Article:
Todd A. GormleyMahsa Kaviani and Hosein Maleki (Washington University in St. Louis, Temple University - Department of Finance and Temple University, Fox School of Business) have posted Are Judges Like Umpires? Political Affiliation and Corporate Prosecutions on SSRN. Here is the abstract:
Using the random assignment of judges to corporate criminal cases, we document that, on average, judges appointed by a Democrat president impose larger monetary damages for crimes that Democrats are more likely to view as important (i.e., violations of environmental and labor regulations) while Republican-appointed judges impose larger fines for crimes that Republicans are more likely to view as important (i.e., the hiring of illegal immigrants). These differences are amplified during time periods of greater political partisanship and are robust to controlling for other judicial characteristics (e.g., age, race, and gender). There is no evidence, however, that judges’ political affiliations are associated with decisions on guilt. The findings suggest that shifts in judicial political affiliations and increased political polarization have the potential to affect firms’ investment and hiring decisions.

February 4, 2020 | Permalink | Comments (0)

Vollmer on Tipping and Securities and Wire Fraud

Andrew N. Vollmer (Mercatus Center at George Mason University) has posted The Second Circuit’s Blaszczak Decision: Dirks Besieged on SSRN. Here is the abstract:
A major issue in United States v. Blaszczak, 2019 WL 7289753 (2d Cir.), was whether the government needed to prove the elements of a Rule 10b-5 tipping violation from Dirks v. SEC, 463 U.S. 646 (1983), when charging a tipper and tippees with the crimes of wire fraud and securities fraud in Title 18. The Second Circuit’s answer was no. The elements for an insider trading violation based on tipping were not the same for Title 18 fraud and Rule 10b-5. In particular, the government did not need to prove that an insider received a personal benefit in exchange for disclosing material, non-public information to an outsider (*8-9).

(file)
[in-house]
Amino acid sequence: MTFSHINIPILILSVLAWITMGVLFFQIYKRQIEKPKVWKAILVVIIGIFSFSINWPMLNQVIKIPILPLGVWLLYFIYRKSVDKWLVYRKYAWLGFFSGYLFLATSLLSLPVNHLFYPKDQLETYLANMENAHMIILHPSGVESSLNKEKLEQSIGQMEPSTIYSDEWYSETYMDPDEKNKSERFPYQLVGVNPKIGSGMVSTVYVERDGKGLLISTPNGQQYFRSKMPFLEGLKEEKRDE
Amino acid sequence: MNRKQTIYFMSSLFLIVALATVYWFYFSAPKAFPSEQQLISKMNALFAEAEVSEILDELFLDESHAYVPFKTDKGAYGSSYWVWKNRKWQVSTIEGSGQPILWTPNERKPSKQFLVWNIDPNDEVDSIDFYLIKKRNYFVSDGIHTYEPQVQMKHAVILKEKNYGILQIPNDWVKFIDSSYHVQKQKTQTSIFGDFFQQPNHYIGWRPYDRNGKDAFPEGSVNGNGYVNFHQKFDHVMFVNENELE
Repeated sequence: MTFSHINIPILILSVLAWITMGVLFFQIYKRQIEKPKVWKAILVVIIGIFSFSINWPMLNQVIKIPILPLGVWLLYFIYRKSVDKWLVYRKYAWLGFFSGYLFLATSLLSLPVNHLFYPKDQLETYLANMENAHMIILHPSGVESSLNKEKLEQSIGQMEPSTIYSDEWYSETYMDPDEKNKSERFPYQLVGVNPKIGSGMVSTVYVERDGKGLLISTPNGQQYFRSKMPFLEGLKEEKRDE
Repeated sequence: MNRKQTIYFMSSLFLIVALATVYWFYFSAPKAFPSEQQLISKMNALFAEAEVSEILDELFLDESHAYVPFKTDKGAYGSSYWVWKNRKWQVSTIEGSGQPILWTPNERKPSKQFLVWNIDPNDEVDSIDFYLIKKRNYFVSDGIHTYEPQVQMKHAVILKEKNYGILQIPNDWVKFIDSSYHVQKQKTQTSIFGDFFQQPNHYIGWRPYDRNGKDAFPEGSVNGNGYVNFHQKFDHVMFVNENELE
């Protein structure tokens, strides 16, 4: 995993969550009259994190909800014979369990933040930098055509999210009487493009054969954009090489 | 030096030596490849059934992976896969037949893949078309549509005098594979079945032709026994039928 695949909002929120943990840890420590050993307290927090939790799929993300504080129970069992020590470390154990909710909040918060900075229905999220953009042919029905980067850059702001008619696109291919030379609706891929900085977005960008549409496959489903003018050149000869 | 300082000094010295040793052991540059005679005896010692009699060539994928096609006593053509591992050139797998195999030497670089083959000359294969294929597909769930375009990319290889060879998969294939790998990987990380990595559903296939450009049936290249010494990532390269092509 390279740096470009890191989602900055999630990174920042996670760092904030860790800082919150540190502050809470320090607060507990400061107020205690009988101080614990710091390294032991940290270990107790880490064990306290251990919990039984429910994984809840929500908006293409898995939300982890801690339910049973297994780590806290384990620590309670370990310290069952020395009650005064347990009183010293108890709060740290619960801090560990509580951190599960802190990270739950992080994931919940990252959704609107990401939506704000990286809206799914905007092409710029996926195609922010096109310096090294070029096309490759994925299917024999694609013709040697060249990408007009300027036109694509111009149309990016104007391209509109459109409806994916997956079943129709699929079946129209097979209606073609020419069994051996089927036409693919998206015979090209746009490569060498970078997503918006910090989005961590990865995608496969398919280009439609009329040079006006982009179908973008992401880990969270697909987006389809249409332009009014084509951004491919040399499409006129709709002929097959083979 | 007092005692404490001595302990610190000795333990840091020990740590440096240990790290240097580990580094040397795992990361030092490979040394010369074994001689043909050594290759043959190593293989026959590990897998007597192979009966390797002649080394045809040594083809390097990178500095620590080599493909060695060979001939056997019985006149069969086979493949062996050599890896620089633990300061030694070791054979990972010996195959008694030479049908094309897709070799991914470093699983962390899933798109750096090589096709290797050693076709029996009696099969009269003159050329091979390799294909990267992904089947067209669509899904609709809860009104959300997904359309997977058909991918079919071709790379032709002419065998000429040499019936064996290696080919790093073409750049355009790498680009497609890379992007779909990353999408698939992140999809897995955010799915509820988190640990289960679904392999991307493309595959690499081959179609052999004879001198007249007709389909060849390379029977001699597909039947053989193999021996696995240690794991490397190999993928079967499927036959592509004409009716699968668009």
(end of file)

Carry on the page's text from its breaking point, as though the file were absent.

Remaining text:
The majority in Blasczcak committed serious legal errors in concluding that the Dirks test for tipping does not apply to the Title 18 frauds.

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February 4, 2020 | Permalink | Comments (0)

Resnick on The Eighth Amendment and Ruination

Judith Resnik (Yale University - Law School) has posted (Un)Constitutional Punishments: Eighth Amendment Silos, Penological Purposes, and People's 'Ruin' (The Yale Law Journal Forum, January 3 , 2020) on SSRN. Here is the abstract:
In 2019, all Justices on the U.S. Supreme Court agreed in Timbs v. Indiana that the Constitution’s prohibition on excessive fines applied to the states. The Court’s opinion discussed the Excessive Fines Clause’s “venerable lineage” and termed its protections “fundamental.” Justice Thomas, concurring, wrote that the English prohibition against excessive fines aimed to insulate citizens from what historians called “ruinous fines.”

This Essay puts Timbs into the context of the Court’s search for metrics to assess the legitimacy of governments’ choices about punishment. In and after the 1960s, as convicted and incarcerated people asserted that constitutional law constrained sovereign powers, the Court repeatedly encountered challenges to punishment. I bring together lines of cases that have sat in doctrinal silos to show the links between the concerns animating judicial limits on sentencing and judicial recognition of incarcerated people’s rights to safety, sanitation, food, medical care, access to courts, and religious observance. I argue that this body of law, produced through convicted individuals’ insistence that they were entitled to constitutional protection, should be read to constitute a nascent an-ti-ruination principle that all branches of government need to implement.

February 4, 2020 | Permalink | Comments (0)

Monday, February 3, 2020

Demleitner on Wire Fraud and Public Officials